Barnes' struggles in the NBA Finals overshadowed what was otherwise a productive season in a complementary role for the Warriors. While often serving as the team's fourth option offensively, Barnes averaged a career-high 11.7 points to go with 4.9 rebounds and 1.8 assists per game. The production earned him a massive payday in the form of a four-year, $94 million deal from the Mavericks, who will count on Barnes to step into a larger role as he enters his age-24 season. Whether the U.S. Olympic gold medalist is up to the task remains to be seen. Barnes flourished as a role player in Golden State, but it's fair to question how much he benefited from playing alongside Klay Thompson, Draymond Green, Andre Iguodala and a certain two-time MVP. In Dallas, Barnes won't necessarily be asked to be the No. 1 option, but he's arguably the highest-upside player on a team that will lean heavily on veterans Deron Williams, Dirk Nowitzki and Wesley Matthews. After approaching 31 minutes per game last season, Barnes' playing time may not creep much higher, but he expects to see more opportunities as a shooter and one-on-one playmaker, which should translate to a noticeable increase in his per-game scoring.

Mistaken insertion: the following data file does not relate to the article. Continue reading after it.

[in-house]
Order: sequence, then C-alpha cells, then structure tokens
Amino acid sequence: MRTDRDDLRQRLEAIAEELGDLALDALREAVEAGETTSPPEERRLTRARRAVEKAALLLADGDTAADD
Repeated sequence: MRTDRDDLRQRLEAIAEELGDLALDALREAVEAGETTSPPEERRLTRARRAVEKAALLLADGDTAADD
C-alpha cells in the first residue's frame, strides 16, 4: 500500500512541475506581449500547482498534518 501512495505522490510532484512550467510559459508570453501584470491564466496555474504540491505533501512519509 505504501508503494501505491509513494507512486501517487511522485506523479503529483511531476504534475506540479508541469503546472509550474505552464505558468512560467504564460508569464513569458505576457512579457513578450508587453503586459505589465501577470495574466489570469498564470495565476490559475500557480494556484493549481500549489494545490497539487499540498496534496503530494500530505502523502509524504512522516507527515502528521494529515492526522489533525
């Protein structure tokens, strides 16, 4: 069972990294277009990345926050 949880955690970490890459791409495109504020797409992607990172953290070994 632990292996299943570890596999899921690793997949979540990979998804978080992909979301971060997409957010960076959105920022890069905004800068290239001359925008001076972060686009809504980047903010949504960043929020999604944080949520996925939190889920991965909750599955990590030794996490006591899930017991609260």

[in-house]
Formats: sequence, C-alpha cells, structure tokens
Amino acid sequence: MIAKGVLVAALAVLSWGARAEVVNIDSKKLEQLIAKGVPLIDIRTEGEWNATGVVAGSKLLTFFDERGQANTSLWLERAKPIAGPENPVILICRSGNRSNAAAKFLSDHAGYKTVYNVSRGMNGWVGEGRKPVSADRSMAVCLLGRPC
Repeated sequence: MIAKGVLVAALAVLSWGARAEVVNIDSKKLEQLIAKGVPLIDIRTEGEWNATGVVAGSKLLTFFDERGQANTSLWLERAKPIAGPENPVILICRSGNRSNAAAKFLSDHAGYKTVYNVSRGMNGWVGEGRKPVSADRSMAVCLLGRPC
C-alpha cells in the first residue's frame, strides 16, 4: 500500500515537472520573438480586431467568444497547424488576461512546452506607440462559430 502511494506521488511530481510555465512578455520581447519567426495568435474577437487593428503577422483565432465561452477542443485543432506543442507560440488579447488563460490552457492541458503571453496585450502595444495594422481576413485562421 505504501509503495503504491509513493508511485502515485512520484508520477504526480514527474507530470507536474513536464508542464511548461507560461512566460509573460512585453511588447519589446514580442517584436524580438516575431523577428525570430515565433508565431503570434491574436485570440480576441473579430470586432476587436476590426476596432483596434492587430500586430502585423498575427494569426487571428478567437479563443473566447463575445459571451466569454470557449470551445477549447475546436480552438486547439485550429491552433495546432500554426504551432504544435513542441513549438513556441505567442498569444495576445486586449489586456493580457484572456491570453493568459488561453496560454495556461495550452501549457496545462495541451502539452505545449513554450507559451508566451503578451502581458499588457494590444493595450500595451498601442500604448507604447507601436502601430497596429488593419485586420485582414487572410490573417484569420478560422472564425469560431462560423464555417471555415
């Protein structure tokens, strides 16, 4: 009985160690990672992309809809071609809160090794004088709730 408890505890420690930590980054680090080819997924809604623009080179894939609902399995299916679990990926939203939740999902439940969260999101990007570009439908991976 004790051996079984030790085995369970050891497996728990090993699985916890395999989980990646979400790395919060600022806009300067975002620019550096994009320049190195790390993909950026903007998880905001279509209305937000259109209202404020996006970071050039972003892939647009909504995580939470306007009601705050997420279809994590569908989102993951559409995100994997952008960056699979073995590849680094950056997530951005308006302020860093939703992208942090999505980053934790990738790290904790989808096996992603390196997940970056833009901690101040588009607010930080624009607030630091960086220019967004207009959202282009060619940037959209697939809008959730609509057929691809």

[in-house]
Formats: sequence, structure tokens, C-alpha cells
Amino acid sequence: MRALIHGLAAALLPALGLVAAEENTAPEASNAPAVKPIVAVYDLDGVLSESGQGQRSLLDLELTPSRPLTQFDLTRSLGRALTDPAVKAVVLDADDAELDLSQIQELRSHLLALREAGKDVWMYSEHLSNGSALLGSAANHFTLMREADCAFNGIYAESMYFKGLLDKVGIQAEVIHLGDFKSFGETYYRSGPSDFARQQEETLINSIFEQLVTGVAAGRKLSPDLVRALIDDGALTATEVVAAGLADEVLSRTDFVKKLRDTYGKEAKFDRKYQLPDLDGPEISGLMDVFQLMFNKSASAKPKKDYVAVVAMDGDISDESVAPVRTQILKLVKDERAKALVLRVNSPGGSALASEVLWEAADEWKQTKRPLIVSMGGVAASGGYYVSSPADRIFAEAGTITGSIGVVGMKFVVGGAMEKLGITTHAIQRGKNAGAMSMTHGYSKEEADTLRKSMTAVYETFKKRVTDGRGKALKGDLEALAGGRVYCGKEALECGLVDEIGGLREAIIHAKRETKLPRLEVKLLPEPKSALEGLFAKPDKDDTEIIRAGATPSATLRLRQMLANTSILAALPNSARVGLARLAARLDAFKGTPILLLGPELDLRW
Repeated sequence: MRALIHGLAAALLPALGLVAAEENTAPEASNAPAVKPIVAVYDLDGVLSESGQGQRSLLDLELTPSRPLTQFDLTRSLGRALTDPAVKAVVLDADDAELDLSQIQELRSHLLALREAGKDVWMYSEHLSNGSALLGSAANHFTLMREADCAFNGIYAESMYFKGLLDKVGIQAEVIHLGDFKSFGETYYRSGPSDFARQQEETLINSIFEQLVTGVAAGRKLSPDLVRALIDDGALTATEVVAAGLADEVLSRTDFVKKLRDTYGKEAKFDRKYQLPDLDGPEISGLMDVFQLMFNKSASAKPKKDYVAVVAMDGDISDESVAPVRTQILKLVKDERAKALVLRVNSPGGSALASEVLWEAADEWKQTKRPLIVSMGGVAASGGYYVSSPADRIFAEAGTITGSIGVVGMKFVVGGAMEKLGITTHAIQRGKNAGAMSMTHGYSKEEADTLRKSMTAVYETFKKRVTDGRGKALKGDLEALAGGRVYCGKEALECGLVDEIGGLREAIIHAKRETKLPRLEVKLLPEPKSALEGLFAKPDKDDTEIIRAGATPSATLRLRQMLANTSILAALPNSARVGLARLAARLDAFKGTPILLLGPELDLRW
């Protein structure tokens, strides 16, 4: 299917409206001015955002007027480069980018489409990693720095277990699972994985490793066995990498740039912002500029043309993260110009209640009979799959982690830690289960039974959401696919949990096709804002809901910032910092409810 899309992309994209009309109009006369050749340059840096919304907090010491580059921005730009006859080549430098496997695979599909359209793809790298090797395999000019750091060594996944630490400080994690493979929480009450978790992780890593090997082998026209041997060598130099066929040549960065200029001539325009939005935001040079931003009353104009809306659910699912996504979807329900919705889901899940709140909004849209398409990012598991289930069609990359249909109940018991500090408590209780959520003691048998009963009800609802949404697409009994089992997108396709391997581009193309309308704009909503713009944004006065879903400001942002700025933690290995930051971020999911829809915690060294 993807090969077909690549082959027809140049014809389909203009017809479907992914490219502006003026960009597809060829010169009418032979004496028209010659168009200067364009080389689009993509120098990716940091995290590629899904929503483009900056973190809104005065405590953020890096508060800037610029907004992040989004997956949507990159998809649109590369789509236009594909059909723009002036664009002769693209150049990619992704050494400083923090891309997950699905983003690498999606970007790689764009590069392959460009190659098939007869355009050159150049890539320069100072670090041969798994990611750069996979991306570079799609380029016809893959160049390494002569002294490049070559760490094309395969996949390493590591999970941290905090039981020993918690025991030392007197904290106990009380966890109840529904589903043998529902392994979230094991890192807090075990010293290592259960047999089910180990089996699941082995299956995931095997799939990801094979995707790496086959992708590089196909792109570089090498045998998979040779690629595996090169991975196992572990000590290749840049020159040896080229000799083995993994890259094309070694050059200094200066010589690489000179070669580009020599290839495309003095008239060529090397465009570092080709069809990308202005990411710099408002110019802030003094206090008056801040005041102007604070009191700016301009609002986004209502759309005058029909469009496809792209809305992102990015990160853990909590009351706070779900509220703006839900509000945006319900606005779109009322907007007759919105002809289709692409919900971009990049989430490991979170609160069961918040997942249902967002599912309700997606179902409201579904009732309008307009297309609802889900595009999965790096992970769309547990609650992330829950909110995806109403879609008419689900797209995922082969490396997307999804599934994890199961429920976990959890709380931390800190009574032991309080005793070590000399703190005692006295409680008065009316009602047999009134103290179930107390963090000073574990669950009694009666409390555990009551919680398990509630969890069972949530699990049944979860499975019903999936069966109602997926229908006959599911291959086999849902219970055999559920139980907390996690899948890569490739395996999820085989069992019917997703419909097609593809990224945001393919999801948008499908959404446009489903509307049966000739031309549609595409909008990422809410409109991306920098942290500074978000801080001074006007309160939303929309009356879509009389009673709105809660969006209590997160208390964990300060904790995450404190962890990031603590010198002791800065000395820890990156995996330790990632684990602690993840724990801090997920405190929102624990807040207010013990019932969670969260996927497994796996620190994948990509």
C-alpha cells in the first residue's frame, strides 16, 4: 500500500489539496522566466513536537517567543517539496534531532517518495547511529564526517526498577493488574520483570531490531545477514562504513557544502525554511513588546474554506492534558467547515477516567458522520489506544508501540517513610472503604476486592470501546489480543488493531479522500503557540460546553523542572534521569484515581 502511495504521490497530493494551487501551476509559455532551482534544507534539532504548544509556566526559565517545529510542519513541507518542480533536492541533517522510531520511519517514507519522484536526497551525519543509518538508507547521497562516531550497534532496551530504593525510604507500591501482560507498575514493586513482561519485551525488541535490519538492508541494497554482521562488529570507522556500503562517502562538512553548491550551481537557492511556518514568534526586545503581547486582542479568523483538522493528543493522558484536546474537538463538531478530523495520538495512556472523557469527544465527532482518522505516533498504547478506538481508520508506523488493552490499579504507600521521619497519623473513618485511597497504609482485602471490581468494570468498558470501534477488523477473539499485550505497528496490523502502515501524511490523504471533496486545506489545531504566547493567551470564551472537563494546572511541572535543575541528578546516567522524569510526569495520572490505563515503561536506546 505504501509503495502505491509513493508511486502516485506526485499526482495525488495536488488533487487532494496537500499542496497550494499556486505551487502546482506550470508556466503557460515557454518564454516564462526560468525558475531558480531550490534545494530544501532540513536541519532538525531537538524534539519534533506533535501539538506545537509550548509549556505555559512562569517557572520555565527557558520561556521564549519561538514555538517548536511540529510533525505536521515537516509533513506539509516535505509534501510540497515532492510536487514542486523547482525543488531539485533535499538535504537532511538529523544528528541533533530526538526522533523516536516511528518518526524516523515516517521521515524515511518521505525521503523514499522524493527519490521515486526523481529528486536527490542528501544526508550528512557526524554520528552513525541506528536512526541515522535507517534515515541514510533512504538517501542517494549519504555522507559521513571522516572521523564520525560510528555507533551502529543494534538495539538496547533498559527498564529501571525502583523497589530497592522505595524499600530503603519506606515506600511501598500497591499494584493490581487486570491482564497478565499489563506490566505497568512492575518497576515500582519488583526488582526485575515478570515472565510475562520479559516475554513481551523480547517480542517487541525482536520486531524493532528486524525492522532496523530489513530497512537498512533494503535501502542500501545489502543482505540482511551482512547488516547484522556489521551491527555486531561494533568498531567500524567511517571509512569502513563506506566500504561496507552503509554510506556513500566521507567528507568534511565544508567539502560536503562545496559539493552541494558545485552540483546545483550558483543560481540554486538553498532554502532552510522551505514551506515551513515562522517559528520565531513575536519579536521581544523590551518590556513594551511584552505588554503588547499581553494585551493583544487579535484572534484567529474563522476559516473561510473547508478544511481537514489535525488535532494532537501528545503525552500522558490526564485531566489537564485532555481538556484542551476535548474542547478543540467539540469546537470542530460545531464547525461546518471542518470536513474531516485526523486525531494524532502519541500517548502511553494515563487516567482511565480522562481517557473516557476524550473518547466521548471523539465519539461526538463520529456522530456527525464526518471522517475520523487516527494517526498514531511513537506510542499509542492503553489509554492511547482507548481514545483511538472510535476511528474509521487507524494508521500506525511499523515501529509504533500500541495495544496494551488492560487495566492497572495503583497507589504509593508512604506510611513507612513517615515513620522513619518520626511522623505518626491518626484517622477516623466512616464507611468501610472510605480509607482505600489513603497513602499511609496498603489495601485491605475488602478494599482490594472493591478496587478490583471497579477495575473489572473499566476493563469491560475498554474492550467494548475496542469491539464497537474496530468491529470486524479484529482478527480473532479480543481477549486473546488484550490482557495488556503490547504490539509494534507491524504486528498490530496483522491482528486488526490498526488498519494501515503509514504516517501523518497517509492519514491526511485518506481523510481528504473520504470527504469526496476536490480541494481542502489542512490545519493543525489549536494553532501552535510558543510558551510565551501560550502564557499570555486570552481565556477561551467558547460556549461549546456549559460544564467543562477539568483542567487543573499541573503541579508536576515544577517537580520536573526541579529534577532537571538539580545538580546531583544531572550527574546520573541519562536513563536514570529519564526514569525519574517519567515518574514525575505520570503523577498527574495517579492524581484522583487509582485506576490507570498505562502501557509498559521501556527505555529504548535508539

Barnes went from an up-and-coming rookie wing player in the NBA to an unconfident and tentative mess after his sophomore season. What happened? For one, he went from being a starter to a reserve. Former head coach Mark Jackson put the weight of the second unit on his shoulders, asking him to be the primary scorer. His PER dropped to 9.85 during his sophomore season, making him a top priority of the new head coach Steve Kerr, who theorized Barnes wasn't used properly in the previous coaching regime's system. Kerr's motion offense benefitted no player more than Barnes, who was given the starting small forward job over Andre Iguodala in training camp. No longer being asked to create off the dribble, the ball eventually found Barnes, leading to career-highs in three-point (40 percent) and two-point shooting (51 percent). He averaged 10.1 points along with 5.5 rebounds, 1.4 assists, 0.7 steals, and 0.2 blocks in 28 minutes per game, while starting all 82. This is a critical year for Barnes. He's on the final year of his rookie deal. The Warriors would like to retain him, but they've just shelled out big dough for Draymond Green, one year after showering Klay Thompson with riches. And the Stephen Curry payday is coming. They may hold off until he becomes a restricted free agent next summer to see what the market price for Barnes becomes.